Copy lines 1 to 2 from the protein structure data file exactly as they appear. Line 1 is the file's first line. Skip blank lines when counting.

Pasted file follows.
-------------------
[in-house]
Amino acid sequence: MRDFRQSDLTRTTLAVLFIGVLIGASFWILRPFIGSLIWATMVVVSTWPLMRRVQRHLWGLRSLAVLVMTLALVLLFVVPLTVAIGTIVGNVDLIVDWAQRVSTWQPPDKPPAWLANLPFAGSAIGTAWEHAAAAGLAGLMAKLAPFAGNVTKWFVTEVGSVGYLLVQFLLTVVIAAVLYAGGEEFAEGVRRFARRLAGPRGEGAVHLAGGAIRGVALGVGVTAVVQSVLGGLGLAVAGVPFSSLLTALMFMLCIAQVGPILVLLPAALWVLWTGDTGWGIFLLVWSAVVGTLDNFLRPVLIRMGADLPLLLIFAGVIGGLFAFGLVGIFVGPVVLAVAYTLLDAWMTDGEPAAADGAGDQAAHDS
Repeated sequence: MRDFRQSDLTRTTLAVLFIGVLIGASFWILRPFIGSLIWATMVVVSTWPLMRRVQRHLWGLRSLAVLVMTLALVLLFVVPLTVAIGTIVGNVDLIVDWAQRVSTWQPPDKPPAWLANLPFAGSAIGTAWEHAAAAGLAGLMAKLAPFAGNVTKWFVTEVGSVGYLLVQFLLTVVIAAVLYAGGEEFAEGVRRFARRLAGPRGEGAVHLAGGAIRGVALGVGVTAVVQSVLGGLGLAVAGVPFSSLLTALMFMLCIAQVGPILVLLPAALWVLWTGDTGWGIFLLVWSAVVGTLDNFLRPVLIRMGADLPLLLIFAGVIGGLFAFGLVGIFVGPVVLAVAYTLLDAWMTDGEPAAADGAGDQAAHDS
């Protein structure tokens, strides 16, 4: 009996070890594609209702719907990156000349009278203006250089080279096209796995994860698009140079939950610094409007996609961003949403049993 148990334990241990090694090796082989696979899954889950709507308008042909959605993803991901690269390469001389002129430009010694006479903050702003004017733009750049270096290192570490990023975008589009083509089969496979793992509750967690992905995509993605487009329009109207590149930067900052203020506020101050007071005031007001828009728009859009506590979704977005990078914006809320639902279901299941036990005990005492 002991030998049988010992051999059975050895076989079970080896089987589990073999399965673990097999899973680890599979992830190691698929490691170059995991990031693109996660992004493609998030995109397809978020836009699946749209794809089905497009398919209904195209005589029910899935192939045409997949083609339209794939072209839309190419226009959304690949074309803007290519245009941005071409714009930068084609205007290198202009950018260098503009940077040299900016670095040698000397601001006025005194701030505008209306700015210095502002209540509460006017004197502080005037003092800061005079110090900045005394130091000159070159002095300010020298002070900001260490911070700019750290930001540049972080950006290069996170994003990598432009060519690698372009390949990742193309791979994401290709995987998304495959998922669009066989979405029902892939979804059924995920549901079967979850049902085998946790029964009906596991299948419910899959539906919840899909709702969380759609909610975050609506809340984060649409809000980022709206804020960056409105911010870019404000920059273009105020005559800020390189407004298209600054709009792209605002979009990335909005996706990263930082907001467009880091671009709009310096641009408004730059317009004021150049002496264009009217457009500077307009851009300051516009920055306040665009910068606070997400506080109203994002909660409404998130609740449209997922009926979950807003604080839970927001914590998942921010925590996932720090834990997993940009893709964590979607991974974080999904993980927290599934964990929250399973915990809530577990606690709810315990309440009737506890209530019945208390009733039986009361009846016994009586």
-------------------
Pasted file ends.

[in-house]
Amino acid sequence: MRDFRQSDLTRTTLAVLFIGVLIGASFWILRPFIGSLIWATMVVVSTWPLMRRVQRHLWGLRSLAVLVMTLALVLLFVVPLTVAIGTIVGNVDLIVDWAQRVSTWQPPDKPPAWLANLPFAGSAIGTAWEHAAAAGLAGLMAKLAPFAGNVTKWFVTEVGSVGYLLVQFLLTVVIAAVLYAGGEEFAEGVRRFARRLAGPRGEGAVHLAGGAIRGVALGVGVTAVVQSVLGGLGLAVAGVPFSSLLTALMFMLCIAQVGPILVLLPAALWVLWTGDTGWGIFLLVWSAVVGTLDNFLRPVLIRMGADLPLLLIFAGVIGGLFAFGLVGIFVGPVVLAVAYTLLDAWMTDGEPAAADGAGDQAAHDS